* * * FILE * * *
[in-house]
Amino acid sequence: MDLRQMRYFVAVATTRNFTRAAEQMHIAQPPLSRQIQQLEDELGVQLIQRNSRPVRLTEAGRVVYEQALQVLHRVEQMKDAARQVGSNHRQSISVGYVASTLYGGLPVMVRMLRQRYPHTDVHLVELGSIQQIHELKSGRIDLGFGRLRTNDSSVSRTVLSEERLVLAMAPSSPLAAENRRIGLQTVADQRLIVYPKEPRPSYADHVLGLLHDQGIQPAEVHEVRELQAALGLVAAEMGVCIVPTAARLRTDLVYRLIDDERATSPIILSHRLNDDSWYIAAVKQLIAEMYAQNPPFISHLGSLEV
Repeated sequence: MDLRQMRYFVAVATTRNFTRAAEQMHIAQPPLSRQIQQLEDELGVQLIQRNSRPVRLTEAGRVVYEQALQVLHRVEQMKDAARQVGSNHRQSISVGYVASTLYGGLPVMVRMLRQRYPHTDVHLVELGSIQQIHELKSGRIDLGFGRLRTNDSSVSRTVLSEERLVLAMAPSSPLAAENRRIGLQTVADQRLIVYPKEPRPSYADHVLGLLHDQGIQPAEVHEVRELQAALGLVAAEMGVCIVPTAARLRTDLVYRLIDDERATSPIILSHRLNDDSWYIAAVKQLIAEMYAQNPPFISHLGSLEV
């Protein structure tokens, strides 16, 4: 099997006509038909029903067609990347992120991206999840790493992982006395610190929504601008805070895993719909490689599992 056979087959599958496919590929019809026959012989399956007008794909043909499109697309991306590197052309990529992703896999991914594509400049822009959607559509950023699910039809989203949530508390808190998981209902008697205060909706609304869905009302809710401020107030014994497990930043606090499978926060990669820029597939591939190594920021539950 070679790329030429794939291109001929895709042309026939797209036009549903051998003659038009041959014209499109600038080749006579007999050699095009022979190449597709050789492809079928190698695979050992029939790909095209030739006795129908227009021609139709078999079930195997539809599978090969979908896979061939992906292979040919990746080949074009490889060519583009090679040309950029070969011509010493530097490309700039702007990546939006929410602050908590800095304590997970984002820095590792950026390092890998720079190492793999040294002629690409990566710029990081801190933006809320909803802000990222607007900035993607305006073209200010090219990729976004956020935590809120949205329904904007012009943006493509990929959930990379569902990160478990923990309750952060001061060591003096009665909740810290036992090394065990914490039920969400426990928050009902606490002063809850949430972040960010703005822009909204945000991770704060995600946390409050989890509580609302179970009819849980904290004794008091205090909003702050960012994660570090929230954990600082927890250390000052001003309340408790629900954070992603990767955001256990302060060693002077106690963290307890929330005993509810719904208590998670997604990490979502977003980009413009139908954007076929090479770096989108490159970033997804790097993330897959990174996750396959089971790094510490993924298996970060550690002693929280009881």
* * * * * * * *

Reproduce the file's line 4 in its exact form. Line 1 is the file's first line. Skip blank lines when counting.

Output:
């Protein structure tokens, strides 16, 4: 099997006509038909029903067609990347992120991206999840790493992982006395610190929504601008805070895993719909490689599992 056979087959599958496919590929019809026959012989399956007008794909043909499109697309991306590197052309990529992703896999991914594509400049822009959607559509950023699910039809989203949530508390808190998981209902008697205060909706609304869905009302809710401020107030014994497990930043606090499978926060990669820029597939591939190594920021539950 070679790329030429794939291109001929895709042309026939797209036009549903051998003659038009041959014209499109600038080749006579007999050699095009022979190449597709050789492809079928190698695979050992029939790909095209030739006795129908227009021609139709078999079930195997539809599978090969979908896979061939992906292979040919990746080949074009490889060519583009090679040309950029070969011509010493530097490309700039702007990546939006929410602050908590800095304590997970984002820095590792950026390092890998720079190492793999040294002629690409990566710029990081801190933006809320909803802000990222607007900035993607305006073209200010090219990729976004956020935590809120949205329904904007012009943006493509990929959930990379569902990160478990923990309750952060001061060591003096009665909740810290036992090394065990914490039920969400426990928050009902606490002063809850949430972040960010703005822009909204945000991770704060995600946390409050989890509580609302179970009819849980904290004794008091205090909003702050960012994660570090929230954990600082927890250390000052001003309340408790629900954070992603990767955001256990302060060693002077106690963290307890929330005993509810719904208590998670997604990490979502977003980009413009139908954007076929090479770096989108490159970033997804790097993330897959990174996750396959089971790094510490993924298996970060550690002693929280009881």